The New York Times’ “Disunion” feature keeps presenting essays on topics I considered for my podcast! Luckily (unluckily?) I couldn’t find a gap for the story of this master counterfeiter, whose story is notable. (Ahem, little money-printing joke, there…)
Upham didn’t look like a counterfeiter. He didn’t hide out in the woods or perform daring jailbreaks. He didn’t run from the police. He was a respectable small-business owner and devoted Northern patriot. He ran a store that sold stationery, newspapers and cosmetics. But he was also an entrepreneur with an eye for easy profit, and the Civil War offered the business opportunity of a lifetime: the ability to forge money without breaking the law. Confederate currency, issued by a government that was emphatically not recognized by the Union, had no legal status in the North, which meant Upham could sell his “fac-similes” with impunity.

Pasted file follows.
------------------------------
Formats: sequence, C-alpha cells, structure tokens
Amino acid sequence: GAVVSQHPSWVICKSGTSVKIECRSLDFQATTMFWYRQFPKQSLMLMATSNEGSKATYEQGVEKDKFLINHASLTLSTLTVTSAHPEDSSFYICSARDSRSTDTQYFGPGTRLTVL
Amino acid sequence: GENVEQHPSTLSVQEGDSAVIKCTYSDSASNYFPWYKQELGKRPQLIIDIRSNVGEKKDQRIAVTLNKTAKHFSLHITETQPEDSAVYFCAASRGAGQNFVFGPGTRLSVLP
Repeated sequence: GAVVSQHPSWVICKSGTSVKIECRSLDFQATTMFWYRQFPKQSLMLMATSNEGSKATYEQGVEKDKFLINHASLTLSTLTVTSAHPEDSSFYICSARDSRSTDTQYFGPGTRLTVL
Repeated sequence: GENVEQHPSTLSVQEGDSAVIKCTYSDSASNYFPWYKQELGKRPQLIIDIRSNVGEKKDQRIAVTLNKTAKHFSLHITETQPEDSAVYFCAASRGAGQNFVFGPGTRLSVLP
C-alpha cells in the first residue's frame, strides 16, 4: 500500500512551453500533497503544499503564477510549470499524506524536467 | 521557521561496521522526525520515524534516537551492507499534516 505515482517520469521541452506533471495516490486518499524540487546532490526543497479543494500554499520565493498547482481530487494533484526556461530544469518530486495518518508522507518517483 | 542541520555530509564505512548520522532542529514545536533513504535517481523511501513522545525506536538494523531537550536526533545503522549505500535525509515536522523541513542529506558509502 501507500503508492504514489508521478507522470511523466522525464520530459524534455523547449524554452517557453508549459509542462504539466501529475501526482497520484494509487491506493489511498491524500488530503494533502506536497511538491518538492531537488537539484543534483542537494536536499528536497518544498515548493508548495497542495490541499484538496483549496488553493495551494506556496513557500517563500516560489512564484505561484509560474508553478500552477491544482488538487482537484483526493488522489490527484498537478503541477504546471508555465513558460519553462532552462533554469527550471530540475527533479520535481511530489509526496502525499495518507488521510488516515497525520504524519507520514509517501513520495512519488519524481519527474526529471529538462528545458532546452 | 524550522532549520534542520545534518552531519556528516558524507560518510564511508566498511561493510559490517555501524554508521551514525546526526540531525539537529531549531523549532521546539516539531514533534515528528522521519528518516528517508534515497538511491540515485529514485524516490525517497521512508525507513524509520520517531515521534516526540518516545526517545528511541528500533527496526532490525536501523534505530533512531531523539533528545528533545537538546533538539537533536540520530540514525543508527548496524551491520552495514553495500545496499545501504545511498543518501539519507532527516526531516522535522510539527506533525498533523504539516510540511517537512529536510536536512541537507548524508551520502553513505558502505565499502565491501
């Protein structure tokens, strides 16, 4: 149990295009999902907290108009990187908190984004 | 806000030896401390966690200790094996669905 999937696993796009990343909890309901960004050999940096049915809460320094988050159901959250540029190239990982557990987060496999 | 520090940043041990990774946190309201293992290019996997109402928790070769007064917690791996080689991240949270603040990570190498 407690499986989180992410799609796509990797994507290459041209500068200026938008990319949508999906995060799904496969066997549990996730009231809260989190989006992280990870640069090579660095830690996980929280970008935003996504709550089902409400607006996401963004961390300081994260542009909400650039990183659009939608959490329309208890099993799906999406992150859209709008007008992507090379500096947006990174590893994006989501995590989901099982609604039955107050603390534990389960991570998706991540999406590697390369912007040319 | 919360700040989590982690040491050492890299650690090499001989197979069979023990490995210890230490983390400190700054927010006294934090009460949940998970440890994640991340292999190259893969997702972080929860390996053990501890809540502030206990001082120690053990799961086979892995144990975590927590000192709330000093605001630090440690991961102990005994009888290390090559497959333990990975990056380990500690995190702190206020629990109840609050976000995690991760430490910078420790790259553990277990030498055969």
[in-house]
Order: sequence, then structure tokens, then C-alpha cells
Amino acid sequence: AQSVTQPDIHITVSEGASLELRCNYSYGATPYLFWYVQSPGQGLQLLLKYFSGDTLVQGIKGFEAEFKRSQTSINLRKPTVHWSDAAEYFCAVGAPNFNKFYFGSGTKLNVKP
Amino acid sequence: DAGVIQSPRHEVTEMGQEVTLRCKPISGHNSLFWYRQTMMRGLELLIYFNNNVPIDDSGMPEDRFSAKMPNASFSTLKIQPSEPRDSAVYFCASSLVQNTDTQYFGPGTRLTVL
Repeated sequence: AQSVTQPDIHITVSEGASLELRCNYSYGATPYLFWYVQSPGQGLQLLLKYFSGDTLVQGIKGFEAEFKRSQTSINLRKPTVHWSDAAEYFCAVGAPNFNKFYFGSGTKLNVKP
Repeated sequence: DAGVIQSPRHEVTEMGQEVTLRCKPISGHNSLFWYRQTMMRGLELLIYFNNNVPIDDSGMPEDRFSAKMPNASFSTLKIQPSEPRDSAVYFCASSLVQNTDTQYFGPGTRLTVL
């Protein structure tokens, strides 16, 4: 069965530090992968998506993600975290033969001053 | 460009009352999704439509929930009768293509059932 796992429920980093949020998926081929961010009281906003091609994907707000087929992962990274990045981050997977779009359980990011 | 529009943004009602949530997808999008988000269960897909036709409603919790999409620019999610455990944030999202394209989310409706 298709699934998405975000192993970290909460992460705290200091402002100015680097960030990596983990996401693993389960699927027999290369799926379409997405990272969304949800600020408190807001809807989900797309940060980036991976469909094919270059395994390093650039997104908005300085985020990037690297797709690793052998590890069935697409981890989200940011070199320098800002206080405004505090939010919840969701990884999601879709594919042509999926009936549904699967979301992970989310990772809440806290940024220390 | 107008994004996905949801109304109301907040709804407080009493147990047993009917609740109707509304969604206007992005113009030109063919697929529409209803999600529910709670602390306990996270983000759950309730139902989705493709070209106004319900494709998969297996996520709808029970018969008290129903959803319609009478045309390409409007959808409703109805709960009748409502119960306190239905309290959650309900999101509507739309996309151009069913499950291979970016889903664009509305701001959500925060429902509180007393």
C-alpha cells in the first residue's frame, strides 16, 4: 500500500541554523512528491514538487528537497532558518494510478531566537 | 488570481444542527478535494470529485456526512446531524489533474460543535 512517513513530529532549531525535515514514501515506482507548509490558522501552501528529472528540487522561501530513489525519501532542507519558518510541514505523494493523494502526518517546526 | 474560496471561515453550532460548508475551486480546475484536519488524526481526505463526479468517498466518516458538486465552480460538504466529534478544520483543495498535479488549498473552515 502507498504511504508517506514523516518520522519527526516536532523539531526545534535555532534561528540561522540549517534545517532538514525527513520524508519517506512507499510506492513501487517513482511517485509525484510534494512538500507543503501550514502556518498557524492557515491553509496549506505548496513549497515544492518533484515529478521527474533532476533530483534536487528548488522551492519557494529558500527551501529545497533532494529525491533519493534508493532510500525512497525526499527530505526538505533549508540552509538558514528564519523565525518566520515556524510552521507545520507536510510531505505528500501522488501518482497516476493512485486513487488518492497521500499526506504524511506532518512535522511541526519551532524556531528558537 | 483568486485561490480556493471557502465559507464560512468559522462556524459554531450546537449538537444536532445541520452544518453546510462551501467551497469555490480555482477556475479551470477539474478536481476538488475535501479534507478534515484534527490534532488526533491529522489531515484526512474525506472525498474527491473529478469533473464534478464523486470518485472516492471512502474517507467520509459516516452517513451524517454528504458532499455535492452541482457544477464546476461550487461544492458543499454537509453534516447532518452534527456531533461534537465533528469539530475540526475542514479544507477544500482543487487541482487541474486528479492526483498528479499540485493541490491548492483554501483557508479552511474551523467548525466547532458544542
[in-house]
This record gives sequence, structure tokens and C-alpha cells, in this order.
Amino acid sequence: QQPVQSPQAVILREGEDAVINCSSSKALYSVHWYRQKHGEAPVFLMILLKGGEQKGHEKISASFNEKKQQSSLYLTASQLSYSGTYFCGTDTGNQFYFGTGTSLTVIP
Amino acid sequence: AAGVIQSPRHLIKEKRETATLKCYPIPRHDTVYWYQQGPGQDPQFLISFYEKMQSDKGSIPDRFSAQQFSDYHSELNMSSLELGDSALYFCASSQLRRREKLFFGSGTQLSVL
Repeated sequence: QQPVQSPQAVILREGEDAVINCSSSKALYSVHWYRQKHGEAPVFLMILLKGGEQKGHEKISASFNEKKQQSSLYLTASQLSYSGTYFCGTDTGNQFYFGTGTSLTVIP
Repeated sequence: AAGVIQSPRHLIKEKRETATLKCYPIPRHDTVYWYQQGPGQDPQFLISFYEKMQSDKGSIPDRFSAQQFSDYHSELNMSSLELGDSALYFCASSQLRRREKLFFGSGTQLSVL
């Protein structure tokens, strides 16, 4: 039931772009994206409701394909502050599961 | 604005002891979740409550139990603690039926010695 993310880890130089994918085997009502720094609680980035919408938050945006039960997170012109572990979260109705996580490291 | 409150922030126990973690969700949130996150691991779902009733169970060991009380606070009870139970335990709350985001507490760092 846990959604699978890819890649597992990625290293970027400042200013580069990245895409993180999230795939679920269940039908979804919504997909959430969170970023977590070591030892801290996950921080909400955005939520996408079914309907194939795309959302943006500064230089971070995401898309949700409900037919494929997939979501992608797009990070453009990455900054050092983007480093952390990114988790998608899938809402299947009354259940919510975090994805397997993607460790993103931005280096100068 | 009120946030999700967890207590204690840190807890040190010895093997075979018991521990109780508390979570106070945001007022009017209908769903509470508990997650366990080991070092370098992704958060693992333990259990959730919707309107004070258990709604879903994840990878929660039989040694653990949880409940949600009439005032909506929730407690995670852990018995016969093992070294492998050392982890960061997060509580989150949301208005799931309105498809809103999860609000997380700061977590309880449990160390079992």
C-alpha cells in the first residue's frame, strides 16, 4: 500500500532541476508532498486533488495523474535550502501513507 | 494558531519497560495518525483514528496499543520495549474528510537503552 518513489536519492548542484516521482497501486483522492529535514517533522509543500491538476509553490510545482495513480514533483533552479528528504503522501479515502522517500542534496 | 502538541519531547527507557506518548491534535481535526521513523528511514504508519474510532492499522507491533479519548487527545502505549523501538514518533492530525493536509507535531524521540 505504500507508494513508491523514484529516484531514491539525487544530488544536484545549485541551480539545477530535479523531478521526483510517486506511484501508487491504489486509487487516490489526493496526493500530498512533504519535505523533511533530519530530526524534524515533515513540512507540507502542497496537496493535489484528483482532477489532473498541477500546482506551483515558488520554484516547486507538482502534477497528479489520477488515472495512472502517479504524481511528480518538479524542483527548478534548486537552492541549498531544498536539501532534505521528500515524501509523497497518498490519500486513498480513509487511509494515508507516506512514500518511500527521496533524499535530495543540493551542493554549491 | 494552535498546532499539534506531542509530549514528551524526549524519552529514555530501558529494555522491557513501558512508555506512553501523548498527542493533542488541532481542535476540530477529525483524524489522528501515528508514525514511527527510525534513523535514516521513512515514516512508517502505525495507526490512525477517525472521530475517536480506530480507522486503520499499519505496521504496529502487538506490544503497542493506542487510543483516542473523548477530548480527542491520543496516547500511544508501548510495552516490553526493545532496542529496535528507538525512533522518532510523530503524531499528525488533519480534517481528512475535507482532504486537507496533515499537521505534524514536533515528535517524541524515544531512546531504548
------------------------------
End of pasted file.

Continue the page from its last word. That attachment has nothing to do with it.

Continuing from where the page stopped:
Over the next 18 months he built the most notorious counterfeiting enterprise of the Civil War — one that also happened to be perfectly legal. His forgeries flooded the South, undermining the value of the Confederate dollar and provoking enraged responses from Southern leaders. He waged war on the enemy’s currency, serving his pocketbook and his country at the same time.